Wednesday, November 18, 2009

XSD 1.1: some XSD 1.1 samples running with Xerces-J

I was thinking lately to functionally stress test, the upcoming Xerces-J XSD 1.1 preview release (using the SVN code we have now, and later using the public binaries which will be provided by the Xerces project). I'm just curious to know, if there are any non-compliant parts in Xerces-J XSD 1.1 implementation, that I can find, which could probably serve as inputs to improving Xerces-J XSD 1.1 code base. To start with, I'll try to write few XSD 1.1 schemas, using the XSD 1.1 assertions and "Conditional Type Assignment (CTA)/type alternative" instructions.

Assertions examples

Example 1
Sample XML [1]
  <x a="xyz">

XSD 1.1 Schema [2]
(Use Case: "the value of the foo element must be less than or equal to the value of the bar element")
  <xs:schema xmlns:xs="">
    <xs:element name="x">
           <xs:element name="foo" type="xs:int" />
           <xs:element name="bar" type="xs:int" />
         <xs:attribute name="a" type="xs:string" use="required" />
         <xs:assert test="foo le bar" />

Using Xerces-J XSD 1.1 validator, the XML document [1] above validates fine with the given XSD document [2].

If the assertion is written as follows (which is a false assertions. this is just to check for false assertions, and the error messages):
<xs:assert test="(foo + 10) le bar" />

Then that would make the XML instance document ([1] above) invalid, and following error message is returned by Xerces:
test.xml:4:5:cvc-assertion. Assertion evaluation ('(foo + 10) le bar') for element 'x' with type '#anonymous' did not succeed.

Use Case: "if the value of the attribute "a" is xyz, then the bar and baz elements are required, but otherwise they are optional".

This would require following assertion definition:
<xs:assert test="if (@a eq 'xyz') then (foo and bar) else true()" />

This works fine with Xerces-J.

Acknowledgements: Thanks to Douglass A Glidden for contributing these use cases, on xml-dev list.

Example 2
Sample XML [3]

XSD 1.1 Schema [4]
  <xs:schema xmlns:xs="">
    <xs:element name="Example" type="myType" />
    <xs:complexType name="myType">
        <xs:element name="x" type="xs:string" />
        <xs:element name="y" type="xs:string" />
        <xs:any processContents="lax" />
      <xs:assert test="starts-with(local-name(*[3]), 'A')" />


In this particular example (Example 2), the immediate sibling element, of element "y" is defined via the XSD wild-card instruction, <xs:any/>. The assertion in XSD Schema [4] enforces, that name of the sibling element, that appears after element "y" must start with letter "A". I think, this could not have been accomplished (i.e, defining a constraint on an element name, in xs:any wild-card instruction) with XSD 1.0.

Example 3
Sample XML [5]
      0 to n no's of well-formed elements, allowed here
      by XSD wild-card instruction, <xs:any />

XSD 1.1 Schema [6]
  <xs:schema xmlns:xs="">

    <xs:complexType name="Record">
        <xs:element name="wins" type="xs:nonNegativeInteger"/>
        <xs:element name="losses" type="xs:nonNegativeInteger"/>
        <xs:element name="ties" type="xs:nonNegativeInteger" minOccurs="0"/>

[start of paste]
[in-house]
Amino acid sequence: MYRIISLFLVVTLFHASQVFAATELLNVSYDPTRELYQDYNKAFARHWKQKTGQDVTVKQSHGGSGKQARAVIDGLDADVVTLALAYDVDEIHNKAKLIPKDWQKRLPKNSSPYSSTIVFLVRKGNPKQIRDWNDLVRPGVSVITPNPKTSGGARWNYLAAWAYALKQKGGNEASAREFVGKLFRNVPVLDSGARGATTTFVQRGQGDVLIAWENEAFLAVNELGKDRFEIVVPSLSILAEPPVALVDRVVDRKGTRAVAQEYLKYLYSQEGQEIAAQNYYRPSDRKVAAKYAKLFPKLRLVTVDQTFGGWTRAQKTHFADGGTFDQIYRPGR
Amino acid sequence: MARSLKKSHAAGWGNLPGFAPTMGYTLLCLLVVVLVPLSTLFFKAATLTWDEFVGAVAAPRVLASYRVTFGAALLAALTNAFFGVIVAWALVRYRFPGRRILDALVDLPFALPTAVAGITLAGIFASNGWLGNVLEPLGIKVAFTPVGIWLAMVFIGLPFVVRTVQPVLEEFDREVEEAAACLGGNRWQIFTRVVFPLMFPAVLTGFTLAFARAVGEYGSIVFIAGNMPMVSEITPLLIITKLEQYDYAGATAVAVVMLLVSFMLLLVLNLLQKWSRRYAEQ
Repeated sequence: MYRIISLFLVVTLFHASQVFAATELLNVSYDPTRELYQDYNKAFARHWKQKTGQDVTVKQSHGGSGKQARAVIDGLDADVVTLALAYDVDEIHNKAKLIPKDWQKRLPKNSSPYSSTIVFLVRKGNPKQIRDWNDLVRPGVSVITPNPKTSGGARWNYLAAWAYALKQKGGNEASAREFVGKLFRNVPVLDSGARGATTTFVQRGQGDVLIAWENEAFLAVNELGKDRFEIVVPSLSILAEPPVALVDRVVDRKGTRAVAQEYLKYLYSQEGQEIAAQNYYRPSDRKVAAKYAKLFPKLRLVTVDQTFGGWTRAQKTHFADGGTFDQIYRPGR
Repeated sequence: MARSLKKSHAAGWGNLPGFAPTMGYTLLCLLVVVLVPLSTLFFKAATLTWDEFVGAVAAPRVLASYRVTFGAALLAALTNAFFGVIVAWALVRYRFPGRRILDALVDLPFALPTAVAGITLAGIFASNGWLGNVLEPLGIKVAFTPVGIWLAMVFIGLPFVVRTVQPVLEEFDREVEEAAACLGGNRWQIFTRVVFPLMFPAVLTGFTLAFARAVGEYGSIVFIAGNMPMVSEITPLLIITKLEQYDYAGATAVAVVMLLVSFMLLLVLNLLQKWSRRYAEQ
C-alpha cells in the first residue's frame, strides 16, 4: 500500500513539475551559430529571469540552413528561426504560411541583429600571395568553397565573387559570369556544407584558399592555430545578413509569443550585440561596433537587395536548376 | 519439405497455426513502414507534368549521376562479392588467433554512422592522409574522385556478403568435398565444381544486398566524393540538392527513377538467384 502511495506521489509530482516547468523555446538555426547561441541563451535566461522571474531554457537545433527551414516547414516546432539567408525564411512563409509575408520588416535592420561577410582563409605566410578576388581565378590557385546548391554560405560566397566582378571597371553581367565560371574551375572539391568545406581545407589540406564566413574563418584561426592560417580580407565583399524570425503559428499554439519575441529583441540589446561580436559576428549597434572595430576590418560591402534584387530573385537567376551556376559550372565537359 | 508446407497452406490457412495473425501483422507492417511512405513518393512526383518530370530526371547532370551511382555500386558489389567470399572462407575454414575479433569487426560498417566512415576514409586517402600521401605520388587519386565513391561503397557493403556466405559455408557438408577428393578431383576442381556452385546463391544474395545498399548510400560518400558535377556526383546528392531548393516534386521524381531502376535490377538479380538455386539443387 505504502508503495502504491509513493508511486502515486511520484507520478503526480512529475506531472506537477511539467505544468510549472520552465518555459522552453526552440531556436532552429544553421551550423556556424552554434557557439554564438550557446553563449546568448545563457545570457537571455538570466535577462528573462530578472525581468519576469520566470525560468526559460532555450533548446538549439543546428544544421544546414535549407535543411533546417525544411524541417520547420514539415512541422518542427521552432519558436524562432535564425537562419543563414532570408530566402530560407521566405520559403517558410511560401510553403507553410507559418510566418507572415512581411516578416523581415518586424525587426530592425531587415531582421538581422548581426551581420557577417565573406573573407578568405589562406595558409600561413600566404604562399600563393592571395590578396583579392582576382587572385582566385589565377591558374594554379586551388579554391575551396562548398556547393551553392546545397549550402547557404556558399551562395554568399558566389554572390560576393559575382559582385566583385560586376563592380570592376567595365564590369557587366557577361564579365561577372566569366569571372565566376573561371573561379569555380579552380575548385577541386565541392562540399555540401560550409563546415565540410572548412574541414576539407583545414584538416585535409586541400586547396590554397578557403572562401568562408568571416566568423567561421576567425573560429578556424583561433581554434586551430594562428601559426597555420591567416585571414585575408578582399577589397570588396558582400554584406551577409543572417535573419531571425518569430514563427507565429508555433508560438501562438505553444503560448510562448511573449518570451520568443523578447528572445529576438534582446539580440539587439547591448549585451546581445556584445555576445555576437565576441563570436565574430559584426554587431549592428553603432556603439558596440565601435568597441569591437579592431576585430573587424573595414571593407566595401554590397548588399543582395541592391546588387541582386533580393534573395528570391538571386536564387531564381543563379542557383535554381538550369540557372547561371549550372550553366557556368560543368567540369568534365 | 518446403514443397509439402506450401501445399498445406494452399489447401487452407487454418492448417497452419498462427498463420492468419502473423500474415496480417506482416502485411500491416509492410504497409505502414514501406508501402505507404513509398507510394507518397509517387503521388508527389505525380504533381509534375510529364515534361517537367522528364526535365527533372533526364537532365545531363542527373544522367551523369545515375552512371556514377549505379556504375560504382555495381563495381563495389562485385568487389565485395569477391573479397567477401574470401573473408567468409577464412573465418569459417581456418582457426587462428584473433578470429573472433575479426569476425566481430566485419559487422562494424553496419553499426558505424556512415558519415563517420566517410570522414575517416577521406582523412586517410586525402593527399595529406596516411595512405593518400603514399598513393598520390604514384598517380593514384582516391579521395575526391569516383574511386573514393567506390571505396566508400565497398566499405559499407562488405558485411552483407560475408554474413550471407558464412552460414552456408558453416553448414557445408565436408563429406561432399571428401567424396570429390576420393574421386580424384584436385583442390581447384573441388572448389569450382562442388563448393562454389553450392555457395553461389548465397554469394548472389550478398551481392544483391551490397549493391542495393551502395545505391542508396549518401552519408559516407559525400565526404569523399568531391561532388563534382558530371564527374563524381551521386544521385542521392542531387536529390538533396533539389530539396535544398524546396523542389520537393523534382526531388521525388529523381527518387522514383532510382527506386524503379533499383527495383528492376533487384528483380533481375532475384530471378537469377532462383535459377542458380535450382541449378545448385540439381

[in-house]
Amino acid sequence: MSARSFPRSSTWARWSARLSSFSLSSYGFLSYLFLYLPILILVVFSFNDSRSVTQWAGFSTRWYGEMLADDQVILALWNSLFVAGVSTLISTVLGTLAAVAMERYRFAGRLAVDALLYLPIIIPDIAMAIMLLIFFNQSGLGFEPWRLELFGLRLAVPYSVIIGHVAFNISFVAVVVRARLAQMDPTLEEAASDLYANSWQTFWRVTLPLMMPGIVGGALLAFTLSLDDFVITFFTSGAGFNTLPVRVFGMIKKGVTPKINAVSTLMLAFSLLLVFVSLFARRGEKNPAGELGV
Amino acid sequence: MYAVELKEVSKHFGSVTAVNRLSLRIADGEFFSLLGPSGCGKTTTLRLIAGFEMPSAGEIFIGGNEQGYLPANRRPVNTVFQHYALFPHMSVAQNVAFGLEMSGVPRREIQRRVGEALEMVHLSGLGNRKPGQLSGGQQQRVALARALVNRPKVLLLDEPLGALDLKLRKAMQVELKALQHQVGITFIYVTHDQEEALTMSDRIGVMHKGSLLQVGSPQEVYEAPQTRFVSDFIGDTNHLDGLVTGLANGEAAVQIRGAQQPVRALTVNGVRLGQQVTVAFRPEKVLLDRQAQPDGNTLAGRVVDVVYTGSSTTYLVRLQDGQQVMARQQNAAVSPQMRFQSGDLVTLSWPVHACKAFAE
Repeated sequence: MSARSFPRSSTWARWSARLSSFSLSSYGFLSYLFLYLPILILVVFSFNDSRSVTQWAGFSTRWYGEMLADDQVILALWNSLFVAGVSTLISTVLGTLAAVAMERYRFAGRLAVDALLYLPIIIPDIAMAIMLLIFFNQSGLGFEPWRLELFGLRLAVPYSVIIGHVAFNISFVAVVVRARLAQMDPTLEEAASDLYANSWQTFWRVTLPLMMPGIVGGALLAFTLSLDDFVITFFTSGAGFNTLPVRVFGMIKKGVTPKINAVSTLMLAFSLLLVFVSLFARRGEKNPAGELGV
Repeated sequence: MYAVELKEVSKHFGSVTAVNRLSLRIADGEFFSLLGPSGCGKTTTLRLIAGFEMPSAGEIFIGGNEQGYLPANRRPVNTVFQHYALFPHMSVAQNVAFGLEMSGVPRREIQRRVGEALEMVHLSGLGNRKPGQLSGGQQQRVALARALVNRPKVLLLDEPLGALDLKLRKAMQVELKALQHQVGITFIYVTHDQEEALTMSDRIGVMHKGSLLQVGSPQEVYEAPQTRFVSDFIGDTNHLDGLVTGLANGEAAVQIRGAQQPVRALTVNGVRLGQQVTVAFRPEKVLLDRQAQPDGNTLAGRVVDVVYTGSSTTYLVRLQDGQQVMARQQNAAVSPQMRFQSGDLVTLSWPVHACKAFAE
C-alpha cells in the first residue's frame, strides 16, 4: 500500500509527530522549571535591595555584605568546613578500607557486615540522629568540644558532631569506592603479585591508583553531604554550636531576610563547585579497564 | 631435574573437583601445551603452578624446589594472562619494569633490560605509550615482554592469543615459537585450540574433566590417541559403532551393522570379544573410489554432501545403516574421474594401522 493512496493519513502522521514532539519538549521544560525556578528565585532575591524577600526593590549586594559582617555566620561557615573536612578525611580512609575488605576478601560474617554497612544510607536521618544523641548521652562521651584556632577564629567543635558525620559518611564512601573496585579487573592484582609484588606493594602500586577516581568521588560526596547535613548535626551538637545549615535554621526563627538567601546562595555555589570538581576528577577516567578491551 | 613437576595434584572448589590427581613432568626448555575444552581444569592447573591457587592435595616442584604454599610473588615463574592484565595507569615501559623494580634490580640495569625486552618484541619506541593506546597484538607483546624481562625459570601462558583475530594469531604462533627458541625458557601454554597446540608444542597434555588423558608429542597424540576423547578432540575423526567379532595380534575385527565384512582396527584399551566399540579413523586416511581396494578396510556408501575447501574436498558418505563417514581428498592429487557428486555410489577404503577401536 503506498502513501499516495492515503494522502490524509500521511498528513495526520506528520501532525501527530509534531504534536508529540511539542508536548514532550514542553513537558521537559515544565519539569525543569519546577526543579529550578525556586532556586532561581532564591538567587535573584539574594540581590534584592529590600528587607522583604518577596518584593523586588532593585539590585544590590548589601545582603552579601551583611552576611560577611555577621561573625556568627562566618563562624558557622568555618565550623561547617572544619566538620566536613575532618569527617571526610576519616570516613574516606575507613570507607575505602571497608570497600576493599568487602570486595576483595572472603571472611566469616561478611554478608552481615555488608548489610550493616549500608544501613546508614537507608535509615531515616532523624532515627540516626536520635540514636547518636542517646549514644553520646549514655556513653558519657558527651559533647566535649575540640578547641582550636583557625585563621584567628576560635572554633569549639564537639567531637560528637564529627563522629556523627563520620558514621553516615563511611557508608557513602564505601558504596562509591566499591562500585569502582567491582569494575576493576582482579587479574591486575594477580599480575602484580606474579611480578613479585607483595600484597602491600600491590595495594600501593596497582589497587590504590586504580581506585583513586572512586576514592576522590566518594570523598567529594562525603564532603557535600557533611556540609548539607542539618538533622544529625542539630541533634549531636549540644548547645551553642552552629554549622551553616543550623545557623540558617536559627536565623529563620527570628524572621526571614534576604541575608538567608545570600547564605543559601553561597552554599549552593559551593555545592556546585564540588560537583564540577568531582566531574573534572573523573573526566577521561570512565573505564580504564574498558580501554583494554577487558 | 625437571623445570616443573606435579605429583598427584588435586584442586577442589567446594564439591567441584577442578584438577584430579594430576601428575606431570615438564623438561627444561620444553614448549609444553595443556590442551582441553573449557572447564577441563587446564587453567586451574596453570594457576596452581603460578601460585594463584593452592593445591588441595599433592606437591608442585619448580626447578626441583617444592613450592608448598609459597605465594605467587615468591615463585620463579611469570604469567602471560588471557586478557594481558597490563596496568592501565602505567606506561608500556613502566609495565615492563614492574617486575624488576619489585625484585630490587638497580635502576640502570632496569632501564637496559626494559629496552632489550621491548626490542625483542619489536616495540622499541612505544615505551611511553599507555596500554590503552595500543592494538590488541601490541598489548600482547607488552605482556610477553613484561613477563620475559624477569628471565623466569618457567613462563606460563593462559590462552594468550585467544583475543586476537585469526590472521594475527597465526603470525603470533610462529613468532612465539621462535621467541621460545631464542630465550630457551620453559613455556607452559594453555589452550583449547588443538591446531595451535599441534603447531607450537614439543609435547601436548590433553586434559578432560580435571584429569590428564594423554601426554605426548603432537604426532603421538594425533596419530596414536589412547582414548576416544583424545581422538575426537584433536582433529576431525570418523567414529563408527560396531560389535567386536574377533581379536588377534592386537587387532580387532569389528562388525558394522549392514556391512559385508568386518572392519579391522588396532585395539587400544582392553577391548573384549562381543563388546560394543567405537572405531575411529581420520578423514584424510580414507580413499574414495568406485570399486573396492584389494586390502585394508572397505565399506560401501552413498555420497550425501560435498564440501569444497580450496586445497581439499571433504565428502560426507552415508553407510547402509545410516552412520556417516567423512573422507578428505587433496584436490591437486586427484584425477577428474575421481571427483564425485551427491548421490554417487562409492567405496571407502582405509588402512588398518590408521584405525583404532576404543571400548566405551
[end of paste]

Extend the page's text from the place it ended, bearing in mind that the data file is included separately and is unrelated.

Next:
<xs:any minOccurs="0" maxOccurs="unbounded" namespace="##any" processContents="lax"/>   
      <xs:assert test="every $x in ties/following-sibling::* satisfies
                     not(empty(index-of(('x','y','z'), local-name($x))))" />

    <xs:element name="record" type="Record"/>


The XSD schema, [6] validates the XML document [5]. The <xs:any ../> instruction in this schema ([6]) allows, 0-n number of well-formed XML elements after element, "ties". This facility was available in XSD 1.0 as well (for the interest of readers, XSD 1.1 has a weakened wild-card support, which makes the above XSD schema [6] valid -- in XSD 1.0 this schema was invalid, due to enforcement of UPA (unique particle attribution) constraint. An example of this is given in an article here,

The assertion in this schema ([6]) enforces that, any element after element, "ties" which is allowed by the xs:any wild-card, should have a name (i.e, a name without namespace prefix -- a XML local-name) among this list, ('x', 'y', 'z'). Something like this, was not possible with XSD 1.0, and to my opinion this is nice :)

PS: more examples to follow, in the next few posts :)

XSD 1.1 Part 1: Structures
XSD 1.1 Part 2: Datatypes

I must acknowledge (a long enough acknowledgement. but I must do it anyway :)), that Xerces assertions is really powered by the PsychoPath XPath 2 engine, and the credit for bringing PsychoPath engine to almost 100% compliance to W3C XPath 2.0 test suite (as of now, PsychoPath is 99% + compliant to the W3C XPath 2.0 test suite) should largely go to Dave Carver and Jesper Steen Møller. I was fortunate enough to contribute somewhat to PsychoPath XPath implementation (the freedom given to me as a Eclipse Source Editing project committer -- thanks to Dave Carver for this, helped me to drive Xerces assertions development quickly). Needless to mention the original PsychoPath code contribution by Andrea Bittau and his team, to Eclipse Foundation. I must also mention the numerous reviews, and improvements suggested by Khaled Noaman and general design advice by Michael Glavassevich (both are Xerces committers) helped tremendously while developing Xerces assertions. I must also mention Ken Cai's contribution, who wrote the original Xerces-PsychoPath interface, and also an initial implementation of that interface.

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